Chevy Chase isn't much of an amigo to his "Community" boss these days. The former "Saturday Night Live" comic landed in the news this week because of his public feud with Dan Harmon, the creator of the NBC sitcom in which Chase stars.
In a voicemail posted on TMZ.com, Chase reams Harmon for not giving him good material on the sitcom, calling Harmon's skills "an abomination, and your writing is getting worse and worse."
According to reports, Chase left the message after "Community's" third season wrap party, in which Harmon reportedly insulted Chase in front of the cast, crew, and the actor's wife and daughter. Late Tuesday, Harmon posted an apology of sorts on his blog, writing "I didn't intend for millions of people to read angry reports about [the voicemail]. He didn't mention Chase by name.
The incident is a smudge on what's been a relatively shiny career for the founding "Saturday Night Live" cast member. Chase cemented himself in Hollywood after leaving the show in 1976 (he was the first cast member to jet), starring in "Caddyshack," "¡Three Amigos!," and headlining the "National Lampoon's" movie series. His early attempts at TV failed -- in 1993, his weeknight talk show was canceled after just six weeks on the air -- but he won new fans with "Community," on which he plays an out-of-touch community college dunce.
Some of Chase's memorable "SNL" cast members are no longer with us. Pioneering female comedian Gilda Radner died in 1989 after battling ovarian cancer; John Belushi died of a cocaine and heroin overdose in 1982.
Others are still in the biz. Click through to see what four of Chase's "SNL" cronies are doing now.
Aykroyd's "SNL" sketches are still some of the show's most memorable, like "Coneheads," "Two Wild and Crazy Guys," and "Blues Brothers." Aykroyd parleyed two of those into films, starring in 1993's "Coneheads" with his "SNL" cohort Jane Curtin (she of "ignorant slut" fame) and 1980's "Blues Brothers" with John Belushi. After Belushi's death, Aykroyd partnered with John Goodman for the "Blues Brothers" sequel, "Blues Brothers 2000."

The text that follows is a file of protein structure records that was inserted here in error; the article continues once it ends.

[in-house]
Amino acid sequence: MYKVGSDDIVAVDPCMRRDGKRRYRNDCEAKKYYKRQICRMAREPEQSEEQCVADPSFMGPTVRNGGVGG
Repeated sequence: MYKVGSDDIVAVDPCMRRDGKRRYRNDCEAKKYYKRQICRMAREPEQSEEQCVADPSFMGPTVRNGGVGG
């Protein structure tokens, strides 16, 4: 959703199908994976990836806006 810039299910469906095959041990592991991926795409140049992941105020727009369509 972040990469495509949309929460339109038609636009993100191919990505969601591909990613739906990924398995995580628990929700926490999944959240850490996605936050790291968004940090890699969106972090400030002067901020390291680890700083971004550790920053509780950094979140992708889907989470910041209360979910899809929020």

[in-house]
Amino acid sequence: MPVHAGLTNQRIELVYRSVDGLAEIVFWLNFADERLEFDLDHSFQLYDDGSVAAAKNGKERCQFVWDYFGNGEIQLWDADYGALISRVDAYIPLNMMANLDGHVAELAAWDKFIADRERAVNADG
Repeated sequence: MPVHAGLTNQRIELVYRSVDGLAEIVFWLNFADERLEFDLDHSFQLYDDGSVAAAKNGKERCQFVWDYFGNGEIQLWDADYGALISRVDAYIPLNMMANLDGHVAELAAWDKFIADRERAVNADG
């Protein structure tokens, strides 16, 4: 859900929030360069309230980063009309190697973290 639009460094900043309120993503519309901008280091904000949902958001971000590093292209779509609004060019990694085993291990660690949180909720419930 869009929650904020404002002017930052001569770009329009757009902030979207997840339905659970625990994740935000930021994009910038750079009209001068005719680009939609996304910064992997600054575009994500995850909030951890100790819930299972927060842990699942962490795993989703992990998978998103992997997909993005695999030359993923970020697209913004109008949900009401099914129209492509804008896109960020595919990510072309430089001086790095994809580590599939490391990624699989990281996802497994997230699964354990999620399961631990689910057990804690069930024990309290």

Beyond "SNL," he's most famous for "Ghostbusters," writing and starring in the original 1984 flick and the 1989 sequel. Though talk about a third "Ghostbusters" has been simmering for decades, in February, Aykroyd told the Telegraph the film is "in suspended animation" because co-star Bill Murray "will not do the movie. He doesn't want to be involved."
The deadpan darling sowed her "SNL" oats into major TV success. She won two best actress Emmy awards for the 1980s sitcom "Kate & Allie," and played the romantic foil to John Lithgow on the hit sitcom "3rd Rock from the Sun" from 1996 to 2001.
Her most prominent film role was alongside Dan Aykroyd in 1993's "Coneheads," but the 64-year-old actress has appeared on the big screen since then, starring in indie films and playing Paul Rudd and Andy Samberg's mother in 2009's "I Love You, Man." She currently plays a forensic pathologist on CBS' "Unforgettable."
Morris was "SNL's" first celebrity impersonation ace, mimicking the likes of Muhammed Ali, Richard Pryor, and Tina Turner. He left the show after five years and has appeared in a handful TV series since then, including "The Jeffersons," "Diff'rent Strokes," "The Jamie Foxx Show," and "Martin." Now 75, he currently plays a cashier on the CBS sitcom "Two Broke Girls."
In 1994, Morris was shot in an attempted robbery in Los Angeles and sustained gunshot wounds to his chest and arm.
Sheri The Valley Girl left "SNL" in 1980 to dabble in other TV series. She appeared alongside Curtin in "3rd Rock from the Sun" and played the director of "The Vagina Monologues" on "Curb Your Enthusiasm." Newman, 60, memorably roasted Chevy Chase in 2010, recounting fictional tales of their time on "SNL" in which he tried to sell her cocaine, hit on her to no avail, and hooked up with Al Franken instead.